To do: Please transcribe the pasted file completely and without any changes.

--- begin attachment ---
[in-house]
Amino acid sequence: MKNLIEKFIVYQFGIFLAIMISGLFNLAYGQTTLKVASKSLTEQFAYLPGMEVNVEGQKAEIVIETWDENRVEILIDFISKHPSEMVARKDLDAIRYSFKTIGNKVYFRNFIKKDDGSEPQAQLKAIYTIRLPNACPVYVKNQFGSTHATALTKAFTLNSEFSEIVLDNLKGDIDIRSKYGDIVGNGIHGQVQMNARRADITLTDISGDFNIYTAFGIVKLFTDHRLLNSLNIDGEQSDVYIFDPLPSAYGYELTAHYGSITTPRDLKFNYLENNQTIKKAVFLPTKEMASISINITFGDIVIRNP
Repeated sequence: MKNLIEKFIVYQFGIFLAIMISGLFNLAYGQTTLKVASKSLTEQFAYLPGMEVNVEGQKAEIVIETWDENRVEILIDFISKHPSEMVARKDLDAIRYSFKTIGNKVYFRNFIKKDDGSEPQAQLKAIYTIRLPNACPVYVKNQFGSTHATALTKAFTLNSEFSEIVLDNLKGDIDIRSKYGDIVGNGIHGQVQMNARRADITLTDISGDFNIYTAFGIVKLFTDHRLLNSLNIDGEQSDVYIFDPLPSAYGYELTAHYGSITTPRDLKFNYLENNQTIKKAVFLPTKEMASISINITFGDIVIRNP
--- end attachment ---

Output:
[in-house]
Amino acid sequence: MKNLIEKFIVYQFGIFLAIMISGLFNLAYGQTTLKVASKSLTEQFAYLPGMEVNVEGQKAEIVIETWDENRVEILIDFISKHPSEMVARKDLDAIRYSFKTIGNKVYFRNFIKKDDGSEPQAQLKAIYTIRLPNACPVYVKNQFGSTHATALTKAFTLNSEFSEIVLDNLKGDIDIRSKYGDIVGNGIHGQVQMNARRADITLTDISGDFNIYTAFGIVKLFTDHRLLNSLNIDGEQSDVYIFDPLPSAYGYELTAHYGSITTPRDLKFNYLENNQTIKKAVFLPTKEMASISINITFGDIVIRNP
Repeated sequence: MKNLIEKFIVYQFGIFLAIMISGLFNLAYGQTTLKVASKSLTEQFAYLPGMEVNVEGQKAEIVIETWDENRVEILIDFISKHPSEMVARKDLDAIRYSFKTIGNKVYFRNFIKKDDGSEPQAQLKAIYTIRLPNACPVYVKNQFGSTHATALTKAFTLNSEFSEIVLDNLKGDIDIRSKYGDIVGNGIHGQVQMNARRADITLTDISGDFNIYTAFGIVKLFTDHRLLNSLNIDGEQSDVYIFDPLPSAYGYELTAHYGSITTPRDLKFNYLENNQTIKKAVFLPTKEMASISINITFGDIVIRNP